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6L6 in a Champ

2/15/1998 5:59 PM
michael crown
6L6 in a Champ
How hard is it to modify a Champ for a 6L6GC or 5881? Can the power supply handle it without upgrade?
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2/16/1998 6:29 AM

This type of question has been floating around for a while, and I'm really surprised nobody has addressed the issue of load resistance. 6V6's and 6L6's have differnt load resistances. These values are critical when matching to the output tranny. If you are going to change the tube, I'd suggest changing the ohmage of your speaker.  
2/16/1998 8:40 AM

I have a silver panel Champ that runs with a (TungSol) 5881 tube and the stock 5Y3 rectifier with no problems. That is, the power trans does not overheat with the added current draw.  
The 6L6 type will draw more heater current than a 6V6, and more cathode current. I wasn't comfortable with the 1 watt 250 ohm carbon Rk, so I replaced it with a 270 ohm 5w wirewound resistor.  
I don't know what primary current the stock output trans is rated for, so it could possibly be overheated if the 6L6 is just "plugged in" without monitoring the resultant cathode current to see where you are.  
Yes, the power supply (on a SF) can handle the mod, but I don't know if this is safe for the older tweed model.  
The primary load impedance is close enough to work well with either a 6V6 or 6L6 in this circuit when using the 4 ohm speaker.
2/16/1998 12:41 PM
What a great site! I am getting exactly the info I am looking for here. Please bear with me as I am somewhat of a novice. How does this mod sound?
2/16/1998 2:29 PM

With the 6L6 or 5881 the sound is a little stronger but cleaner. Be careful of running it wide open, because that's how your stock speaker's voice coil will end up. I don't turn mine all the way up unless an auxiliary speaker is substituted.
2/17/1998 1:16 AM
michael crown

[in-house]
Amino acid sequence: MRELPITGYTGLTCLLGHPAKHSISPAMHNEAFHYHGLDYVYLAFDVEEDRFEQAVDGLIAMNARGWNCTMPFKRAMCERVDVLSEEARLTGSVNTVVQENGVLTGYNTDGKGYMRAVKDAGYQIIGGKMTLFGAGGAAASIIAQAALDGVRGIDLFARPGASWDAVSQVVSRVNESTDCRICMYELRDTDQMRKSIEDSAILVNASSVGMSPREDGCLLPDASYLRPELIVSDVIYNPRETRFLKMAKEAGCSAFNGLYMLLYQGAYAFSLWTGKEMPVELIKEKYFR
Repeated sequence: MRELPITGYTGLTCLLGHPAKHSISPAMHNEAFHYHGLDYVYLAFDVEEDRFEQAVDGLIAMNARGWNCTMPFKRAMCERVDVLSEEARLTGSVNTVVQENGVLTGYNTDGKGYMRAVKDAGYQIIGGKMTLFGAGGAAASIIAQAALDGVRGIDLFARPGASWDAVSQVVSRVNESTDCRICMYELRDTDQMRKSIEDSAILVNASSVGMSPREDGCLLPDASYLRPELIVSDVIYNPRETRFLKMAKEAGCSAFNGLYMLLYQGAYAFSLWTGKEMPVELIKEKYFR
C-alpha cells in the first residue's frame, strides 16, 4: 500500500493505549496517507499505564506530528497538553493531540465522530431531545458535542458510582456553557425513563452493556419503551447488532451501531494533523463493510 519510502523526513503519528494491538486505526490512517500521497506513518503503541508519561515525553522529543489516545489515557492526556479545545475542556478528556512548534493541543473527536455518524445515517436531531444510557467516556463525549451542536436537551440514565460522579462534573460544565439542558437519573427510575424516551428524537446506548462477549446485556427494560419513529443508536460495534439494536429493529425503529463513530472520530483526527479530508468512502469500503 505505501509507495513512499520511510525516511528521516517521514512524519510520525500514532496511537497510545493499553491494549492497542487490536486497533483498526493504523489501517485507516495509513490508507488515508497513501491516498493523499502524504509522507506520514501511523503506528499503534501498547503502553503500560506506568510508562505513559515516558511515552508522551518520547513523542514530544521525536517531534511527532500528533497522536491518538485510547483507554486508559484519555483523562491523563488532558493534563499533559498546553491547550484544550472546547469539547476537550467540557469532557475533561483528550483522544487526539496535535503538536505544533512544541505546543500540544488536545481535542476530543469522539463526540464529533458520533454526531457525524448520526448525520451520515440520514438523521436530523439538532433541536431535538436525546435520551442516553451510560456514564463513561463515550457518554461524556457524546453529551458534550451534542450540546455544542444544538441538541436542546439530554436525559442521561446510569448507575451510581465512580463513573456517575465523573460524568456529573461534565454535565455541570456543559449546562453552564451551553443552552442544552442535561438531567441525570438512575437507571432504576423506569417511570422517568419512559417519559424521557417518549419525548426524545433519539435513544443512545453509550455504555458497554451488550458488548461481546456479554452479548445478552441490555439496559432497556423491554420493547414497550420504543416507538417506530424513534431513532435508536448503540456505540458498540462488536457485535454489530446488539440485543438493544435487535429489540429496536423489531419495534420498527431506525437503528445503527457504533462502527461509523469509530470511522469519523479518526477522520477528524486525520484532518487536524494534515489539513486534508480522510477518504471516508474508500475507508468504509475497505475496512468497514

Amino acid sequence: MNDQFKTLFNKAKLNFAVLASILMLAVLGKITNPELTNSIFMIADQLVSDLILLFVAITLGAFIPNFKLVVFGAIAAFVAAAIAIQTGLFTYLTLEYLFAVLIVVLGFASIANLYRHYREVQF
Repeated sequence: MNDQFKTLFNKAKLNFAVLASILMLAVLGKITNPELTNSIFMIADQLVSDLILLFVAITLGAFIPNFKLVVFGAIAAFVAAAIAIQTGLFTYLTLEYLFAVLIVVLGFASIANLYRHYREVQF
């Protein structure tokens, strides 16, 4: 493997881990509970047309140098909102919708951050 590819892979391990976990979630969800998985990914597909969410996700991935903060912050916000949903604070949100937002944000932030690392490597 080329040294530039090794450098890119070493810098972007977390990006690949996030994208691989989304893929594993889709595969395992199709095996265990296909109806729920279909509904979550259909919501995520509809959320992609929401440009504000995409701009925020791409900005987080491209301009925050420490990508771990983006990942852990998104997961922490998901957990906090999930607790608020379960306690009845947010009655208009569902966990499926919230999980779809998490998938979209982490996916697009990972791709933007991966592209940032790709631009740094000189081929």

I have a Kendrick Black Frame. Do you think it can handle the extra power? Did you have to re-bias your amp for the 5881? Thanks, Mike.
2/17/1998 7:34 AM

The Kendrick speaker should handle the power easily. Modern speakers have better heat dissipation capability than ones made 30 years ago. Since you didn't state anything about a speaker, I assumed it was the stock one, which would be abused with additional power.  
In circuits such as this, it's the cathode resistor which sets the bias. You need to take voltage measurements and make a few calculations using Ohm's Law to find the operating point of the tube. Since this is a Class A output stage, the tube can be run at or near maximum allowable dissipation. Knowing the cathode current and the plate-to-cathode voltage, you must compare their product to the tube mfr.'s maximum wattage rating to see where it's running, and possibly have to adjust the cathode resistor's value to keep within the maximum ratings.  
The old 5881 I used has a lower maximum rating than the currently manufactured Sovtek version, the 5881/6L6WGC, so I changed the cathode resistor. There's no magic value I can give you and say "just change it to this", because it's dependent on the actual voltages in your amp, the tube you're going to use, and whether or not you're expecting to make one value work for both 6V6 and 6L6 types.  
After you've made the change to 6L6, you might miss that singing overdrive/sustain that you had with the 6V6.  

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